Special Topic: Wonder Woman

Being an unrepentant comic book geek and especially a fan of DC, the Trinity are of great importance to me.  My mother purchased a pair of Superman pajamas for me when I was a child and I wore them every night and sometimes under my clothes during the day.  After school in the second through fourth grade I would religiously watch “Batman the Animated Series” on Fox.  Come the Reboot I wasn’t worried about Batman, as he remained almost untouched.  Superman and Wonder Woman, however, worried me greatly.  Worrying about Wonder Woman wasn’t symptomatic of the Reboot, though.  I think that Wonder Woman has always teetered on the edge, simply because she is a strong, independent woman and its hard for writers in the business to write her, or perhaps conversely, to market her.  Its hard for a lot of writers, male and female, to get her just right, and when they do readership of the male audience can be resistant.  I think that the problem of Wonder Woman see-saws on the fulcrum of this conundrum.

There are two extremes that Wonder Woman has fallen into in the past.  On one side, which I think she has fallen more times than not, she comes off as a misandrous, overly aggressive women’s lib stereotype.  This is probably what the mythic Amazons were like, but if you want to go with the concept that the Amazons are a warrior race who seek peace and enlightenment in a Paradise of their making, this Wonder Woman would not fit the bill and reads very flat.  On the polar opposite end, she has also been portrayed as nemish and wonderstruck, like a stranger in a strange land.  This is also realistic to an extent, but veers too far off the mark.  Somewhere in between is the character that fans have latched onto.

Before the Reboot even came on the radar, DC tried reinventing Wonder Woman and tapped comic legend, J. Michael Straczynski to do it.  I respect Straczynski a great deal, but the Wonder Woman in his books was very far off the mark.  Mostly her costume was off, in my humble opinion.  I’m not saying she has to be in the iconic one piece she’s famous for, but the leather pants, red bustier, and leather jacket made her look like a biker chick.  Not what I would associate with the Princess of the noble Amazons.  Also, the post apocalyptic way they dealt with the rape and pillaging of Themyscira, her island home, and the genocide of the Amazons felt very wrong and unappealing.  The Reboot has garnered equal discord with fans and I find myself torn on where I stand.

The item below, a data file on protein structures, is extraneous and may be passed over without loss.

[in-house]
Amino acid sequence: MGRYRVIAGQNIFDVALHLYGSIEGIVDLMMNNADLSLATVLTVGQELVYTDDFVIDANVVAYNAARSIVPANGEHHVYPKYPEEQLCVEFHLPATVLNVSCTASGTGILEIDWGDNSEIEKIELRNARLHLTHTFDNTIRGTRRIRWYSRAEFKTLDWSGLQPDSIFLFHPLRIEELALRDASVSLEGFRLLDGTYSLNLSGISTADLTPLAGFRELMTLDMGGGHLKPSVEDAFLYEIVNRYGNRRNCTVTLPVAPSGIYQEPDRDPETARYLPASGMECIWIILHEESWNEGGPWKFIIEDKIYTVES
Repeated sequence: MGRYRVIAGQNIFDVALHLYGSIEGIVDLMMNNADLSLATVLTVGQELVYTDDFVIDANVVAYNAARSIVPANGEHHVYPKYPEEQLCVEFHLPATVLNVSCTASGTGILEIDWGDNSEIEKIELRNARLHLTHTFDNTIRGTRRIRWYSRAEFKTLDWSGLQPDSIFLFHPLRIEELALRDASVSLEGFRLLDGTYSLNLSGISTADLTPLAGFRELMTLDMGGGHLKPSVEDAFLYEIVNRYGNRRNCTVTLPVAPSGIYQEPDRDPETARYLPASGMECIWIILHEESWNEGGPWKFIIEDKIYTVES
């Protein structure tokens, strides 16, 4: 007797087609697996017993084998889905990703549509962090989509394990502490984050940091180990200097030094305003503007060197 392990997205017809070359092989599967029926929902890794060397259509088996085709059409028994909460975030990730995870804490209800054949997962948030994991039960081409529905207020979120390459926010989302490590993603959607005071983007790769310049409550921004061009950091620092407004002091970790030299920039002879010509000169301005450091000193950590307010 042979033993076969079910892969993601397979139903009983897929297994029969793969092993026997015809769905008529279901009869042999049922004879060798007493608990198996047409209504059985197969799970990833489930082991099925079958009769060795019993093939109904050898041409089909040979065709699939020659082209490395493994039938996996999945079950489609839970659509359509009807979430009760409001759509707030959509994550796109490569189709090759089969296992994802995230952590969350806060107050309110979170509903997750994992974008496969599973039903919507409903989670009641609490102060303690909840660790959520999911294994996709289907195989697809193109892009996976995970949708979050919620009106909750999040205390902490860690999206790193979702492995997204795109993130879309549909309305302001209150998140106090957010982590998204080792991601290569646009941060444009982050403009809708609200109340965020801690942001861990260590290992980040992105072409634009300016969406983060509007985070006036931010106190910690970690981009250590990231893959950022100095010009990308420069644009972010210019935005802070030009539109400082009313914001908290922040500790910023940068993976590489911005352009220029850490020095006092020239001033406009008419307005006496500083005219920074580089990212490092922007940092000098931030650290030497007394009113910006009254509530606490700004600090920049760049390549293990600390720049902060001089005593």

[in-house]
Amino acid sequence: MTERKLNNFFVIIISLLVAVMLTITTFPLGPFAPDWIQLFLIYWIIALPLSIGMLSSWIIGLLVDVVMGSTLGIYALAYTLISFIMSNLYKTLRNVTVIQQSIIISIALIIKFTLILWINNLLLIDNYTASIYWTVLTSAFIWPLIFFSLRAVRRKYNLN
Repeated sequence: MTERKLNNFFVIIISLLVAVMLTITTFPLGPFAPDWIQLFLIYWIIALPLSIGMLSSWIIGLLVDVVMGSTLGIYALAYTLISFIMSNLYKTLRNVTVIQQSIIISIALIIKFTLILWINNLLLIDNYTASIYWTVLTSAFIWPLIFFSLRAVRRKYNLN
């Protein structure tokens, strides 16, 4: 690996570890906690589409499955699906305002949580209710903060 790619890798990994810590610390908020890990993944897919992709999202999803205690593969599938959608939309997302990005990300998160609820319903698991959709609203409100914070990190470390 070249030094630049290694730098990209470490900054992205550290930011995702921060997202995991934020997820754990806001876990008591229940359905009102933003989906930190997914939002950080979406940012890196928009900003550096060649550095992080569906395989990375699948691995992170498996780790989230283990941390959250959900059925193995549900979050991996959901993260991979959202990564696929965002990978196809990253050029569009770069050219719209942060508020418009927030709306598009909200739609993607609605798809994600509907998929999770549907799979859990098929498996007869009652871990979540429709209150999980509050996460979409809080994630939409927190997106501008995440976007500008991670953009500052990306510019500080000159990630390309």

Admittedly, I was up in arms with the first issue, but most of it was the result of a review I read lionizing Wonder Woman #1 as a feminist opus and demonizing Catwoman #1, a series I greatly enjoyed, as chauvinistic and exploitative.  Feminists who read my statement might agree with the reviewer, but I would disagree with that man’s assertion on these grounds.  While Catwoman #1 was attacked by him and others for starting off showing Selina Kyle in her underwear and flaunting her bra, the entire issue was narrated by her giving us a very intimate view of her character as an independent woman who uses her body and sexuality with the same prowess as her thieving skill and intellect.  We are shown Selina as a thinking, feeling, passionate woman.  In Wonder Woman #1, however, the reader sees Wonder Woman, but doesn’t get to know her at all.  She is just there and almost as soon as we meet her she is thrown head first into a fight with two centaurs in which she dismembers them in a bloody battle that has almost no significance to her personally.  In that light, I would say that seeing a hot woman in a singlet chopping up sentient, albeit mythical creatures is much more objectifying than seeing a woman in her underwear, who we are actually introduced to and who is treated like an actual thinking person.

Since then I have come to like certain aspects of the rebooted series.  Getting to the mythic roots of the character is very important and the inclusion of new and highly stylized takes on the gods and heroes of Greek mythology is paramount to that.  Once this has firmly been laid out and explored, they can get to Cheetah, Silver Swan, Dr. Psycho, Doctor Poison, and all the rest of her panoply.  There are also things I do not like, which I know others share my views on.  I dislike Zeus being Diana’s father.  The origin of her being shaped out of clay bears so much rich allusion and significance to who and what she is.  It smacks of Greek mythology, making her origin very authentic and meaningful.  Although being the illicit love child of Zeus is also quite mythological.   The Amazon’s raping men and killing them once they have stolen their progenitive “materials” is also kind of grating to me.  However, my indignation on this last point may stem more from the emasculating aspect of it than from the moral indignation on the part of the Amazon’s character.  I’m not good at self evaluation, but either way I found that to be hard to swallow.